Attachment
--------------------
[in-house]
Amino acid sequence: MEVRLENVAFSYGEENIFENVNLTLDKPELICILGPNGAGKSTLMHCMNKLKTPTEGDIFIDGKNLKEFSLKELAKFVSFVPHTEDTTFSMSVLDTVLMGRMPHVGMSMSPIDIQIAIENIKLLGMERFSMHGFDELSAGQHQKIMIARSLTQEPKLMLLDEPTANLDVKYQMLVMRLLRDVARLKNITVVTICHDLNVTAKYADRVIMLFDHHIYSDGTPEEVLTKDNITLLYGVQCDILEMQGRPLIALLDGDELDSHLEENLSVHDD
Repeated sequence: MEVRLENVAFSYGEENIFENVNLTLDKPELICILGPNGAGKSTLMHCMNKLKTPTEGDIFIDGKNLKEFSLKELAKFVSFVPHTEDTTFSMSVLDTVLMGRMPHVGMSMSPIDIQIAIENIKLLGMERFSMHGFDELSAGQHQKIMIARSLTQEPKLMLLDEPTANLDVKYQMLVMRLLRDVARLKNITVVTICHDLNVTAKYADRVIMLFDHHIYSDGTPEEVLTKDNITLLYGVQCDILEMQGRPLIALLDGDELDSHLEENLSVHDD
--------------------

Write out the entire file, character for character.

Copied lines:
[in-house]
Amino acid sequence: MEVRLENVAFSYGEENIFENVNLTLDKPELICILGPNGAGKSTLMHCMNKLKTPTEGDIFIDGKNLKEFSLKELAKFVSFVPHTEDTTFSMSVLDTVLMGRMPHVGMSMSPIDIQIAIENIKLLGMERFSMHGFDELSAGQHQKIMIARSLTQEPKLMLLDEPTANLDVKYQMLVMRLLRDVARLKNITVVTICHDLNVTAKYADRVIMLFDHHIYSDGTPEEVLTKDNITLLYGVQCDILEMQGRPLIALLDGDELDSHLEENLSVHDD
Repeated sequence: MEVRLENVAFSYGEENIFENVNLTLDKPELICILGPNGAGKSTLMHCMNKLKTPTEGDIFIDGKNLKEFSLKELAKFVSFVPHTEDTTFSMSVLDTVLMGRMPHVGMSMSPIDIQIAIENIKLLGMERFSMHGFDELSAGQHQKIMIARSLTQEPKLMLLDEPTANLDVKYQMLVMRLLRDVARLKNITVVTICHDLNVTAKYADRVIMLFDHHIYSDGTPEEVLTKDNITLLYGVQCDILEMQGRPLIALLDGDELDSHLEENLSVHDD